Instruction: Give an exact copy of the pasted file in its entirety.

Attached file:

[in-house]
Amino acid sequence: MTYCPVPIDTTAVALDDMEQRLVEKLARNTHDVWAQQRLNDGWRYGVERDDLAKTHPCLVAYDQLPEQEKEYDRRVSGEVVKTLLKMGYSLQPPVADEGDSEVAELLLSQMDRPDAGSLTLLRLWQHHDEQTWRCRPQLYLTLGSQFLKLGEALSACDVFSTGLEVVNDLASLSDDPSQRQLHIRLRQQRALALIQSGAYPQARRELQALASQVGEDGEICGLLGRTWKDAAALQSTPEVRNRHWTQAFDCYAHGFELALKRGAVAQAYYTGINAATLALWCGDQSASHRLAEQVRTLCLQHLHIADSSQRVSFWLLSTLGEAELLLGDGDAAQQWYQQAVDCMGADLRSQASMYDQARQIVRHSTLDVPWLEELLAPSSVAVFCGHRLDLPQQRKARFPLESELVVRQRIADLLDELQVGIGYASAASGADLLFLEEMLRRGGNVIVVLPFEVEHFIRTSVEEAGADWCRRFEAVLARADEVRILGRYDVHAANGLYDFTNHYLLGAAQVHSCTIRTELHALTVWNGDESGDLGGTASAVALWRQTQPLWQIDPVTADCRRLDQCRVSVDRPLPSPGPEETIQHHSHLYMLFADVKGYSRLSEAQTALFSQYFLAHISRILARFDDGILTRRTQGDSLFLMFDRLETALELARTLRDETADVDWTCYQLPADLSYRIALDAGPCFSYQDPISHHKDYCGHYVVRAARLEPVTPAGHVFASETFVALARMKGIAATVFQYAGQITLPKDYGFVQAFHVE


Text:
[in-house]
Amino acid sequence: MTYCPVPIDTTAVALDDMEQRLVEKLARNTHDVWAQQRLNDGWRYGVERDDLAKTHPCLVAYDQLPEQEKEYDRRVSGEVVKTLLKMGYSLQPPVADEGDSEVAELLLSQMDRPDAGSLTLLRLWQHHDEQTWRCRPQLYLTLGSQFLKLGEALSACDVFSTGLEVVNDLASLSDDPSQRQLHIRLRQQRALALIQSGAYPQARRELQALASQVGEDGEICGLLGRTWKDAAALQSTPEVRNRHWTQAFDCYAHGFELALKRGAVAQAYYTGINAATLALWCGDQSASHRLAEQVRTLCLQHLHIADSSQRVSFWLLSTLGEAELLLGDGDAAQQWYQQAVDCMGADLRSQASMYDQARQIVRHSTLDVPWLEELLAPSSVAVFCGHRLDLPQQRKARFPLESELVVRQRIADLLDELQVGIGYASAASGADLLFLEEMLRRGGNVIVVLPFEVEHFIRTSVEEAGADWCRRFEAVLARADEVRILGRYDVHAANGLYDFTNHYLLGAAQVHSCTIRTELHALTVWNGDESGDLGGTASAVALWRQTQPLWQIDPVTADCRRLDQCRVSVDRPLPSPGPEETIQHHSHLYMLFADVKGYSRLSEAQTALFSQYFLAHISRILARFDDGILTRRTQGDSLFLMFDRLETALELARTLRDETADVDWTCYQLPADLSYRIALDAGPCFSYQDPISHHKDYCGHYVVRAARLEPVTPAGHVFASETFVALARMKGIAATVFQYAGQITLPKDYGFVQAFHVE